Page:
We come now to the order entered by the trial court on the counter-claim of the defendant. There is and can be no dispute that plaintiff was employed by the defendant company as an 'idea man.' It was his job to devise new uses for paperboard or paperstock manufactured by the Alton Box Board Company. He was to head the research department of defendant's organization. He was authorized to patent at Alton's expense and on Alton's behalf, any inventions or improvements he might make in the paperboard field during his employment.
The rule of law to be applied in such a case is stated in United States v. Dubilier Condenser Corp., 289 U.S. 178, 53 S.Ct. 554, 557, 77 L.Ed. 1114, 85 A.L.R. 1488: 'One employed to make an invention, who succeeds, during his term of service, in accomplishing that task, is bound to assign to his employer any patent obtained. The reason is that he has only produced that which he was employed to invent. His invention is the precise subject of the contract of employment. A term of the agreement necessarily is that what he is paid to produce belongs to his paymaster. Standard Parts Co. v. Peck, 264 U.S. 52, 44 S.Ct. 239, 68 L.Ed. 560, 32 A.L.R. 1033.'
The plaintiff, Belanger, was acquainted with this principle. When one Wilson, an employee of the defendant who had conceived and developed a 'paper license plate,' asked Belanger why the patent for such license plate was not taken in Wilson's name, he was told: 'It doesn't make any difference whose name it is in, it belongs to the company anyway.' The trial court properly granted defendant the relief prayed for in its counterclaim.
Plaintiff's next contention is that he did not receive a fair trial; (a) because he was not allowed to inspect the file of defendant's attorney, Karl K. Hoagland; and (b) because he was not allowed to introduce in evidence the pre-trial depositions of M. W. Swaim and Karl K. Hoagland.
Hoagland was the general attorney for the defendant company. In fact he represented the defendant in this very case until a few days before the trial began, at which time his appearance was withdrawn. He appeared and testified as a witness in the case. As general counsel for the company he had employed a St. Louis patent attorney to draft a proposed contract between Belanger and the Company, and also a revision of that draft made after a conference between Belanger and representatives of the Company. Both the original draft and the revision were produced and received in evidence. Neither was ever signed. Plaintiff claims that in such a case the files are not privileged.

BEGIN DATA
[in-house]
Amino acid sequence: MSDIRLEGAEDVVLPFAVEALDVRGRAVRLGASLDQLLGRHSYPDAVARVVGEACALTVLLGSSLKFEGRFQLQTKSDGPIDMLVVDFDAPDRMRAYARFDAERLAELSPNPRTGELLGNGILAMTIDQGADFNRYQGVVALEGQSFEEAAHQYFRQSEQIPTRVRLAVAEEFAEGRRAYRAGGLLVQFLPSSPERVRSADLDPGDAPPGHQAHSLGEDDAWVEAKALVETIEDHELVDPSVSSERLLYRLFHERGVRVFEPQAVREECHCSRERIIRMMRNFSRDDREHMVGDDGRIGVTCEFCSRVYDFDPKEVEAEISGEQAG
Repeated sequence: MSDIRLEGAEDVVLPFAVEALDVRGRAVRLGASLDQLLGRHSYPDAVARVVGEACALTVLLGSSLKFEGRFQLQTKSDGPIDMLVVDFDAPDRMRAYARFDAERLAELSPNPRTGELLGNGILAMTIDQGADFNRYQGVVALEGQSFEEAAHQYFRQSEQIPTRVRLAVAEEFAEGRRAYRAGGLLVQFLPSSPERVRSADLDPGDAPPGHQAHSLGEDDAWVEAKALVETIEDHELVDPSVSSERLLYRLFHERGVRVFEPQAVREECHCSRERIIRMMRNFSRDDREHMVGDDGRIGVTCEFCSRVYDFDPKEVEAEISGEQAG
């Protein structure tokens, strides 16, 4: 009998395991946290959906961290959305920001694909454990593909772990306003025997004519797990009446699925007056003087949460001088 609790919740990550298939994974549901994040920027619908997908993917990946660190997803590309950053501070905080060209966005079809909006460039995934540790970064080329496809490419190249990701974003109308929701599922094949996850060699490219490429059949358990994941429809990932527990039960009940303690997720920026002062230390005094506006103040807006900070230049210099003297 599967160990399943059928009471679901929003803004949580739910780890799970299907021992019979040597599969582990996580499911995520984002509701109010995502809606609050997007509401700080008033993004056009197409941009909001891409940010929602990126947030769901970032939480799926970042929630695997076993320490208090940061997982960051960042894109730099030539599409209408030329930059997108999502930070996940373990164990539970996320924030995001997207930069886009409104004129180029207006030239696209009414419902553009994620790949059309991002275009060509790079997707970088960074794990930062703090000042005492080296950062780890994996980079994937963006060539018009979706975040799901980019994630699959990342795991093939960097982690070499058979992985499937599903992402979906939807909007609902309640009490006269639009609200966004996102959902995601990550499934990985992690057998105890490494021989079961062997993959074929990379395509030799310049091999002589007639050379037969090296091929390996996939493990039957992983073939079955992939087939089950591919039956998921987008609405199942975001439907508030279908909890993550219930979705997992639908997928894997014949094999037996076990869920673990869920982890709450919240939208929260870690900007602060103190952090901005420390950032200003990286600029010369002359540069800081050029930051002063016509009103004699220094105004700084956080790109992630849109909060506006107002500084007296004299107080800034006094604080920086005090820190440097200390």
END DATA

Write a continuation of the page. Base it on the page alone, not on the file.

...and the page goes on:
In Dickerson v. Dickerson, 322 Ill. 492, 153 N.E. 740, 743, it was said: 'It is essential to the ends of justice that clients should be safe in confiding to their counsel the most secret facts and to receive advice in the light thereof, without peril of publicity. Disclosures made to this end should be as secret and inviolable as if the facts had remained in the knowledge of the client alone.'
In the same case it is said, 322 Ill. on page 499, 153 N.E. on page 742:
'Here Dickerson came to the Morelands not only for the purpose of having a deed prepared by a scrivener, but he came seeking advice, and therefore the rule laid down in Champion v. McCarthy, 228 Ill. 87, 81 N.E. 808, 11 L.R.A., N.S. 1052, 10 Ann.Cas. 517, and other like cases, that where the transaction between the attorney and client is the preparation of a deed or contract in accordance with the directions of the client, and no legal advice is asked or required the reasons or motives moving the client to make the deed or contract, if stated to the attorney, are not privileged, does not apply.'
After all the evidence had been heard, the plaintiff through his attorney, said: 'I would like to offer in evidence, solely for the purposes of impeachment, the depositions that were taken at Alton on Oct. 27th, 1948 of Mr. Swaim and Mr. Hoagland.'
The Court asked: Did you lay the foundation? Plaintiff's counsel answered: 'I can call him back and ask him that.'
The Court refused to allow this to be done, saying: 'There is going to be an end to litigation.'
In Hirsch & Sons Iron Co. v. Coleman, 227 Ill. 149, 81 N.E. 21, 23, the Supreme Court of Illinois laid down the rule proper to be applied under such circumstances.
'The right to recall a witness for further cross-examination is largely within the sound discretion of the trial court, and can be reviewed only when it is apparent that the refusal was a breach of this discretionary power.'
'Appellant did not specifically set up what he claimed this witness had stated out of court contradictory to what he had stated in court. For this reason it is impossible to say whether the recalling of the witness would have been of any advantage to appellant.'
Plaintiff's contention that he did not receive a fair trial has no better foundation on this record than have the other propositions which he urged on this appeal.
The judgment of the District Court is therefore affirmed.